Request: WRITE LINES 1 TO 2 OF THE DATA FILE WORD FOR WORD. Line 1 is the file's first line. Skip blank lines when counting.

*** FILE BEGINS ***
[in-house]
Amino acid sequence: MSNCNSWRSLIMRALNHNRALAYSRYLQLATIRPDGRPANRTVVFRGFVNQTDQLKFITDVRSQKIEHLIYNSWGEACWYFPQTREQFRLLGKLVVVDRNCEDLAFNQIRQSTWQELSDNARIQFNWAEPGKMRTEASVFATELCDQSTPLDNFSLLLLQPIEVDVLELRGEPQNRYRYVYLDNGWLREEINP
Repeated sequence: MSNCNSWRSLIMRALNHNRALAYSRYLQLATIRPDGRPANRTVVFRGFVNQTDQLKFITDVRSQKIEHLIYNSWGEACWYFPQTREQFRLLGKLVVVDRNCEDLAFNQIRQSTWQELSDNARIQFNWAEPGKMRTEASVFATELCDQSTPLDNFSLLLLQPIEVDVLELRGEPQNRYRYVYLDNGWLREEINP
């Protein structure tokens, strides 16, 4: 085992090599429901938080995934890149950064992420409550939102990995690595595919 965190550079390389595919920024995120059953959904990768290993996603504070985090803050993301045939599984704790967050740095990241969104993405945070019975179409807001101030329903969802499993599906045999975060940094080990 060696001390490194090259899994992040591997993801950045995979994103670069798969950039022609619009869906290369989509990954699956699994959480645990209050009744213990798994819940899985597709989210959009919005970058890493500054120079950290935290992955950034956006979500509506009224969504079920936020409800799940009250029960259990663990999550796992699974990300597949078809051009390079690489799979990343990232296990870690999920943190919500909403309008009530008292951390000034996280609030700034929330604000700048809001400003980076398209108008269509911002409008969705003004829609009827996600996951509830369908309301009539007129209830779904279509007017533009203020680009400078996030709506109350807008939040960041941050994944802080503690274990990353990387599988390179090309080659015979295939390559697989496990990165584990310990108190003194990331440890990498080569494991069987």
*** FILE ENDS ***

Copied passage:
[in-house]
Amino acid sequence: MSNCNSWRSLIMRALNHNRALAYSRYLQLATIRPDGRPANRTVVFRGFVNQTDQLKFITDVRSQKIEHLIYNSWGEACWYFPQTREQFRLLGKLVVVDRNCEDLAFNQIRQSTWQELSDNARIQFNWAEPGKMRTEASVFATELCDQSTPLDNFSLLLLQPIEVDVLELRGEPQNRYRYVYLDNGWLREEINP